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The jean dress Chanel dress, $4,400, shoes, $1,025 at Chanel boutiques ( Kenneth Jay Lane necklaces, $120 each at Holt Renfrew ( Shot on location at Hey Cupcake on South Congress Avenue.

Claudia Grassl/The Globe and Mail

In a new exhibition on haute couture, mounted at the Hôtel de Ville in Paris (that's city hall) and running until July, there are a hundred extraordinary dresses on display in tall glass vitrines in the Salle Saint-Jean. Spanning more than a century – from the designs of Charles Frederick Worth circa 1869 to present-day Givenchy – each piece is a window into the craftsmanship and creativity that define this rarefied realm of fashion.

But among the Swarovski-embellished evening gowns and strict, tailored daywear, one ensemble appears as an outsider. Designed by Jean Paul Gaultier for his spring/summer 2002 haute-couture collection, it consists of a denim jacket broken up by panels of satiny fringe. Indeed, Gaultier has returned again and again to denim in his runway collections, removing it from its workwear origins and rethinking it as high fashion.

This season, a number of designers are following suit.

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At Miu Miu, there's a dramatic 50s-style trapeze coat in dark denim lined with satin. Tommy Hilfiger's new take on the jean jacket consists of a well-cut unlined blazer. Acne Studios showed an indigo jacket and split-front pencil skirt inspired by a workman's jumpsuit. Phillip Lim riffed on last year's colour-blocking trend with a patchwork of denim in different washes. And for the Chanel Resort collection, Karl Lagerfeld toyed with the idea of Marie Antoinette in jeans; ruffled, rock-inspired rococo vests and padded frocks made denim decadent.

Then there are the latest designer denim collaborations. Mary Katrantzou has teamed up with Current/Elliott, lending the graphic money and stamp prints from her spring collection to the denim label's slim-leg jeans and cutoff shorts. J Brand Jeans enlisted London designer Christopher Kane to work on a collection, following its successful collaboration with Proenza Schouler. Included in Kane's range are jeans covered in explosive, abstracted florals and a more contained lace pattern that runs the length of the pant legs.

It's all about variety. Even the April issue of the popular French women's magazine Be is themed around denim. It offers suggestions for making jean pieces formal, hippy, sporty, sexy or Western, along with corresponding makeup tips (apparently silver eyes help glam up blue jeans). There's even an advertisement in the issue for a denim bra top from the mainstream lingerie line Princesse Tam-Tam.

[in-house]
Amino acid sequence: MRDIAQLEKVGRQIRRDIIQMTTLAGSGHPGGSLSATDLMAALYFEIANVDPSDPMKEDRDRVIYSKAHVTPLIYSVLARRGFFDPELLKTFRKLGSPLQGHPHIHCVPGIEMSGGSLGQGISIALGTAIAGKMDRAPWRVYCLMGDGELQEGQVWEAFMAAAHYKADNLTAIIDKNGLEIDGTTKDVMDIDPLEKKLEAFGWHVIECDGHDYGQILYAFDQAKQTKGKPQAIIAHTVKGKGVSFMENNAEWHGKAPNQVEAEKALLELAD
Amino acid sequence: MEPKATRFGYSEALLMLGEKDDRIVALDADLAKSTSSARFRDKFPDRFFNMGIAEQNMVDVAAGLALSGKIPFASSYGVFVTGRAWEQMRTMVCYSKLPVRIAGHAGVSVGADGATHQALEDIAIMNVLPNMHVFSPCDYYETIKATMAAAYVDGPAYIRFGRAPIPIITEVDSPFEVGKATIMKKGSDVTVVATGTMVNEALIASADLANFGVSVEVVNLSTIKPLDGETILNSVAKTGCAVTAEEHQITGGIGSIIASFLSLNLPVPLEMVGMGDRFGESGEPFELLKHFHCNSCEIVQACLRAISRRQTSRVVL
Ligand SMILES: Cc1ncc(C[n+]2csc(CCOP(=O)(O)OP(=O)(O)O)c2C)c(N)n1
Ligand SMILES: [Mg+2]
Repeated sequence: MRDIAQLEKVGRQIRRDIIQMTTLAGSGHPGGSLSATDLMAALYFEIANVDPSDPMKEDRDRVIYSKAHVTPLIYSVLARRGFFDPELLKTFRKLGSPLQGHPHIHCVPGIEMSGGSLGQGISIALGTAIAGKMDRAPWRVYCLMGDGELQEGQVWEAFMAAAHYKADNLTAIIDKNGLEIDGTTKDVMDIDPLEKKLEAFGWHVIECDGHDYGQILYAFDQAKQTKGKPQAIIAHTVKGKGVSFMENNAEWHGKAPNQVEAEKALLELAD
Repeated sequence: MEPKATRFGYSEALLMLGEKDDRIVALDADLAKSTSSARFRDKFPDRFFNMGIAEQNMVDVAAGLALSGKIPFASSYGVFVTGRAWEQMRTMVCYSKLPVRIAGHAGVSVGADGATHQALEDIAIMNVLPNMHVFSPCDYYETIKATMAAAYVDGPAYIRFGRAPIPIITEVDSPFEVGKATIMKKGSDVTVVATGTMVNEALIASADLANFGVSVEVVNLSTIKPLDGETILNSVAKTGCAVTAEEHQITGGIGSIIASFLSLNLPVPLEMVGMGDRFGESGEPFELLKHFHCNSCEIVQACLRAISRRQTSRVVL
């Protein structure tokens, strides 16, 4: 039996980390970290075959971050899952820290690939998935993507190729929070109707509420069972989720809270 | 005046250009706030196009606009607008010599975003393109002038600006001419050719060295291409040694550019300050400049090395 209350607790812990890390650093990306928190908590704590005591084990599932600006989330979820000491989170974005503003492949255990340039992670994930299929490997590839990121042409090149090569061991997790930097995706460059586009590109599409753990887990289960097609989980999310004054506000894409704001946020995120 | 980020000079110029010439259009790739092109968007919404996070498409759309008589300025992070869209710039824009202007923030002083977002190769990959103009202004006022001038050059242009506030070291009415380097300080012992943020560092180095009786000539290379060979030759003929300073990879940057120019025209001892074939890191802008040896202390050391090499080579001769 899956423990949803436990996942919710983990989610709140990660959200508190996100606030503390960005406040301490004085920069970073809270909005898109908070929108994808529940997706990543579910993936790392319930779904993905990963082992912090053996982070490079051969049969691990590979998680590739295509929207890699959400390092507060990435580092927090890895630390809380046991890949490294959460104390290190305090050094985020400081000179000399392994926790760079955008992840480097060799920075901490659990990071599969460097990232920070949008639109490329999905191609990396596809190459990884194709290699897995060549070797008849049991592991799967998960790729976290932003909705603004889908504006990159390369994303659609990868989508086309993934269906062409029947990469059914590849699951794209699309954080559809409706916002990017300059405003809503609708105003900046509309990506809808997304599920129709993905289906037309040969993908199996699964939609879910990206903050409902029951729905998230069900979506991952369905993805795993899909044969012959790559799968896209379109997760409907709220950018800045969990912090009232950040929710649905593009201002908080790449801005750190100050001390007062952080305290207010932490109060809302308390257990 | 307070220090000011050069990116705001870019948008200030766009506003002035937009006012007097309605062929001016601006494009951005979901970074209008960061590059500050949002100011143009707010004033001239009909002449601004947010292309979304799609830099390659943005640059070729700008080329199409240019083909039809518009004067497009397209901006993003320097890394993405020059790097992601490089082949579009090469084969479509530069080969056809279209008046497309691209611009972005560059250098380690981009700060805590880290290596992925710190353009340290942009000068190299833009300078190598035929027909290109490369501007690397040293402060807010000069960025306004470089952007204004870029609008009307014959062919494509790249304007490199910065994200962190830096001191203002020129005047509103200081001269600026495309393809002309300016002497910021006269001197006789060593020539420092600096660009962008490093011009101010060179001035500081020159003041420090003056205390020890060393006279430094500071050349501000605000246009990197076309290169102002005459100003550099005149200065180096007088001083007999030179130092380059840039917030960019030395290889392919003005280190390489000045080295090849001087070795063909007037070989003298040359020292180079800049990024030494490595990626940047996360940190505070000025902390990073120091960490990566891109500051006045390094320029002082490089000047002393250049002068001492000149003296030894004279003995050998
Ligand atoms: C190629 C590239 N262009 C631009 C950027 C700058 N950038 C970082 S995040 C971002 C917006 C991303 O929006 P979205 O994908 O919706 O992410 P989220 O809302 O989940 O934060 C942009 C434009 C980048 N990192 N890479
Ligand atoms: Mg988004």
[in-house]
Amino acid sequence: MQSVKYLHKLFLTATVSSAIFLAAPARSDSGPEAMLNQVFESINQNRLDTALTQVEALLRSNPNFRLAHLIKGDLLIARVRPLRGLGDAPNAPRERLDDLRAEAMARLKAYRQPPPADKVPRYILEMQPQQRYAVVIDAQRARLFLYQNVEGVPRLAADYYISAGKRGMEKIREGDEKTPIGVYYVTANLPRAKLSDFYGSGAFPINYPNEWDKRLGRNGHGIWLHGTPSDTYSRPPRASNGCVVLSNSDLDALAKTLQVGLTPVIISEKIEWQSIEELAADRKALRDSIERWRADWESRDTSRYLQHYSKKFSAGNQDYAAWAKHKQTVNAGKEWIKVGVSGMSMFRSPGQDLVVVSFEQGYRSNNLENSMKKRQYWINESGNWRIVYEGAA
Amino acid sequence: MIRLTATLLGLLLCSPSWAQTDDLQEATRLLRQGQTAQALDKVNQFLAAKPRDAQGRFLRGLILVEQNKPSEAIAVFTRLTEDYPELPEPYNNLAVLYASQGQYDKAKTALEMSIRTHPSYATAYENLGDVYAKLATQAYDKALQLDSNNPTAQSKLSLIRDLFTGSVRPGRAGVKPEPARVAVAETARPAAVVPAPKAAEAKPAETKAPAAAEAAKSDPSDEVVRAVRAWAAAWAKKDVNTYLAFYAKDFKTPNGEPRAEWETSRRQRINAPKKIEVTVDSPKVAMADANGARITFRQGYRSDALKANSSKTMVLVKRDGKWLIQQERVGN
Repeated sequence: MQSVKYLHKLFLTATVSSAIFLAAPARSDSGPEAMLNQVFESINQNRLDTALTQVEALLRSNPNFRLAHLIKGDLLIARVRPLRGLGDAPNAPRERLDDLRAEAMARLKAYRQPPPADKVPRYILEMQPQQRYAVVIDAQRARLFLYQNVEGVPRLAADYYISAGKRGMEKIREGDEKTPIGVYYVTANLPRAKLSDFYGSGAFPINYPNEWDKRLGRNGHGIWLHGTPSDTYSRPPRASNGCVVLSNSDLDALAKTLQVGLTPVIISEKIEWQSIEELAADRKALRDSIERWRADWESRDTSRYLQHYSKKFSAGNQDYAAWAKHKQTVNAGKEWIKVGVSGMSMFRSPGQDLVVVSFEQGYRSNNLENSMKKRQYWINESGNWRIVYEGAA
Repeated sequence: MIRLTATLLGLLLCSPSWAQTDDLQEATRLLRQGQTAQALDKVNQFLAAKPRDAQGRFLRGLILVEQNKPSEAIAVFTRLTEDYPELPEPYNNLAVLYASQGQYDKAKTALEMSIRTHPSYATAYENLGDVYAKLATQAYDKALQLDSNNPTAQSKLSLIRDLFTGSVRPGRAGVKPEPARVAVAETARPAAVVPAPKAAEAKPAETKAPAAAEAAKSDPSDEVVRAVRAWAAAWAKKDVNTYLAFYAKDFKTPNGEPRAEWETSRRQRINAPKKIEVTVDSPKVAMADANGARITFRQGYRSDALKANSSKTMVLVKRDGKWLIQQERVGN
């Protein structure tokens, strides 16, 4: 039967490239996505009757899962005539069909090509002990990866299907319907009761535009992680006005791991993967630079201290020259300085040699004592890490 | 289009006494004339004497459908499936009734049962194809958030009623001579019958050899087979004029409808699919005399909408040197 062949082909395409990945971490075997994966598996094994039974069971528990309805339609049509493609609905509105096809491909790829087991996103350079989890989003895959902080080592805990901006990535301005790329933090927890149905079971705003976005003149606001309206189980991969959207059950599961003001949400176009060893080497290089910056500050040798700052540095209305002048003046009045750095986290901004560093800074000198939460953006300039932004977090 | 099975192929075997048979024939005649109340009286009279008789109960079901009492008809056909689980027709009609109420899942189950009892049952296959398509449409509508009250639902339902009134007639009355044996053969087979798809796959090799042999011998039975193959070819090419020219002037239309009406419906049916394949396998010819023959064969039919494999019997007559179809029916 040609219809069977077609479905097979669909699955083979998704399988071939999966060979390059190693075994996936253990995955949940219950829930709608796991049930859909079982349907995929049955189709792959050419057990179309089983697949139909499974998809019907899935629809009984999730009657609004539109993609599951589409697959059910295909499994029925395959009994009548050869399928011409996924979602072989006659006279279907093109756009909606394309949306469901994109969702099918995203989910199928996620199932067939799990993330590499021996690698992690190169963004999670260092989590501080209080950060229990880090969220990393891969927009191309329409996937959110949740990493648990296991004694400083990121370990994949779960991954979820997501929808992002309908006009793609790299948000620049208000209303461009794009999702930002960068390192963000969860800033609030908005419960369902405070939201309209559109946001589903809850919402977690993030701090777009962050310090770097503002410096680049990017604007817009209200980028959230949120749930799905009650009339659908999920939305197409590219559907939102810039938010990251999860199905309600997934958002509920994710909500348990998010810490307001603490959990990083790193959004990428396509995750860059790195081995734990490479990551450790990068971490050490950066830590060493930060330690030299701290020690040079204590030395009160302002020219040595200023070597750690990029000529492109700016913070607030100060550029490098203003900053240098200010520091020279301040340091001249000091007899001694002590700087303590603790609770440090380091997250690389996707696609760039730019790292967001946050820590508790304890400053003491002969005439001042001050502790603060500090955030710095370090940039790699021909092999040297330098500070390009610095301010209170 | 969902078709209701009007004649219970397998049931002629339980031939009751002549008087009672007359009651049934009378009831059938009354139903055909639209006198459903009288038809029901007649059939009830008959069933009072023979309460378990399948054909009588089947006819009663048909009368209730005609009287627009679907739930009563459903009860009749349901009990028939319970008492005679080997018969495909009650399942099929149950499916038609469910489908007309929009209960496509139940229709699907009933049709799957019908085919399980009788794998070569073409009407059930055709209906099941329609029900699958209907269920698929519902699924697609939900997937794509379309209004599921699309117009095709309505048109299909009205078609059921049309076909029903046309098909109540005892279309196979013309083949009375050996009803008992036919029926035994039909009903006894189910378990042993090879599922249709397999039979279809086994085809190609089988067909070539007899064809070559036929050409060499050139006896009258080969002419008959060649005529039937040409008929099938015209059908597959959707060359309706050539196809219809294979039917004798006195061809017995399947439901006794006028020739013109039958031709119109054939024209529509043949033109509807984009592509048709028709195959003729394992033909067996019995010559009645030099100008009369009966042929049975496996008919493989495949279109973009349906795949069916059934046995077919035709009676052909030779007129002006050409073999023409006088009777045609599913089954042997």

Amid all this, Levi's is celebrating the 140th anniversary of its famous 501s. It's an impressive milestone, yet given the current variety among denim offerings, it also reinforces how far we've come from classic.

For years, the market has cycled through every possible permutation of jean: boot-cut, super skinny, boyfriend, high-waisted. Then came the Crayola hues two years ago. It was only a matter of time before brands starting thinking beyond cut and colour.

Lisa Tant, vice president and fashion editor at Holt Renfrew, suggests that the high-fashion appropriation of denim has something to do with "reverse snobbery." "It's treated in the exact opposite way to how we're used to wearing it," Tant says.

She also points to street style as a heavy trickle-up influence on designers – and how a fabric that carries such a democratic message holds even more allure when transformed into something exclusive.

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But for Paris-based Canadian designer Calla Haynes, her denim range represents the opposite. Last spring, her pixilated prints appeared on a capsule grouping from cult denim brand April 77. This year, she decided to produce the jeans under her own label.

"I think it will be easier for women to buy the jeans than, say, a printed [tuxedo] trouser – because of the pricing and because of the easiness of wearing them," she says from her studio. "Even though I have a compact collection, it's important for me to compose an entire wardrobe and jeans are a major part of any woman's wardrobe."

Serge Azria, founder and CEO of Current/ Elliott, agrees. "Incorporating denim into high end fashion lines allows for a more accessible concept and varied audience," he says by email. On the flip side, a designer collaboration means cachet by association and allows him to "transcend denim trends," he explains.

Toronto designer Leilanni Todd worked denim into her first official collection this spring, but it wasn't to follow any trend. It's simply what she likes to wear. Plus, as she jokes, "it's very Canadian to do the denim shirt." Hence a series of fun patchwork tunic dresses and tops, including one that replaces the shirt's denim back with draped jersey.

In Todd's mind, denim must retain some link to its original utilitarian function – as in, no "fancy ballgowns." As proof, she cites the memorable fashion disaster that befell Britney Spears and Justin Timberlake when they appeared at the 2001 MTV Video Music Awards in matching denim ensembles.

Haynes rightly notes that denim's intrinsic properties – comfort and wearability – should always remain part of the design, be it a pair of jeans or a strapless denim dress. Meanwhile, she won't have to think about her own wardrobe for the foreseeable future. "I'm so happy I did eight prints," she says of her line's jean offerings. "I definitely have enough to wear one every day."

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The airfare for the photo shoot was provided by United Airlines. Accommodations were provided by the InterContinental Stephen F. Austin Hotel. Neither company reviewed or approved this article.

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